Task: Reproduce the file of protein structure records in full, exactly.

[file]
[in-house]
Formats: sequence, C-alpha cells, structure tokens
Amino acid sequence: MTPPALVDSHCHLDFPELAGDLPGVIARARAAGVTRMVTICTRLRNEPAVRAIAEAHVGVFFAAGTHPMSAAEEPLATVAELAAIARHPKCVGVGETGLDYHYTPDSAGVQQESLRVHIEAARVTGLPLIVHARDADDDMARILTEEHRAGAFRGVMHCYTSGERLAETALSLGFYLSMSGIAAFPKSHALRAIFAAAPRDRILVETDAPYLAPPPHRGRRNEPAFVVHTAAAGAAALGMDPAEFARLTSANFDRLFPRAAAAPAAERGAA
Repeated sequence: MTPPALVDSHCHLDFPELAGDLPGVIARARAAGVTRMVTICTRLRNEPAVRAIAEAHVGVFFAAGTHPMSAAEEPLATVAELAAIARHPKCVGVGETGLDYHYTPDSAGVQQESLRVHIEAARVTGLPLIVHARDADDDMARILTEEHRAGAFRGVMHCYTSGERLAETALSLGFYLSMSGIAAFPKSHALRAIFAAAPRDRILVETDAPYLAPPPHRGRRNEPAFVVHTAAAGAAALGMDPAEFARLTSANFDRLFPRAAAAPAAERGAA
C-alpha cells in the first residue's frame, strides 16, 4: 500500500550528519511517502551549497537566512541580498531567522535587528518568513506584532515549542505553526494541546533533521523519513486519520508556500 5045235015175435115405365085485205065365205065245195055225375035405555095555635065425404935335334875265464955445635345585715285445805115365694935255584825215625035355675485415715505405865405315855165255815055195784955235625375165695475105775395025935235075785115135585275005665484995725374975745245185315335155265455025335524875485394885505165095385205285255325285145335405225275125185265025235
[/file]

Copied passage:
[in-house]
Formats: sequence, C-alpha cells, structure tokens
Amino acid sequence: MTPPALVDSHCHLDFPELAGDLPGVIARARAAGVTRMVTICTRLRNEPAVRAIAEAHVGVFFAAGTHPMSAAEEPLATVAELAAIARHPKCVGVGETGLDYHYTPDSAGVQQESLRVHIEAARVTGLPLIVHARDADDDMARILTEEHRAGAFRGVMHCYTSGERLAETALSLGFYLSMSGIAAFPKSHALRAIFAAAPRDRILVETDAPYLAPPPHRGRRNEPAFVVHTAAAGAAALGMDPAEFARLTSANFDRLFPRAAAAPAAERGAA
Repeated sequence: MTPPALVDSHCHLDFPELAGDLPGVIARARAAGVTRMVTICTRLRNEPAVRAIAEAHVGVFFAAGTHPMSAAEEPLATVAELAAIARHPKCVGVGETGLDYHYTPDSAGVQQESLRVHIEAARVTGLPLIVHARDADDDMARILTEEHRAGAFRGVMHCYTSGERLAETALSLGFYLSMSGIAAFPKSHALRAIFAAAPRDRILVETDAPYLAPPPHRGRRNEPAFVVHTAAAGAAALGMDPAEFARLTSANFDRLFPRAAAAPAAERGAA
C-alpha cells in the first residue's frame, strides 16, 4: 500500500550528519511517502551549497537566512541580498531567522535587528518568513506584532515549542505553526494541546533533521523519513486519520508556500 5045235015175435115405365085485205065365205065245195055225375035405555095555635065425404935335334875265464955445635345585715285445805115365694935255584825215625035355675485415715505405865405315855165255815055195784955235625375165695475105775395025935235075785115135585275005665484995725374975745245185315335155265455025335524875485394885505165095385205285255325285145335405225275125185265025235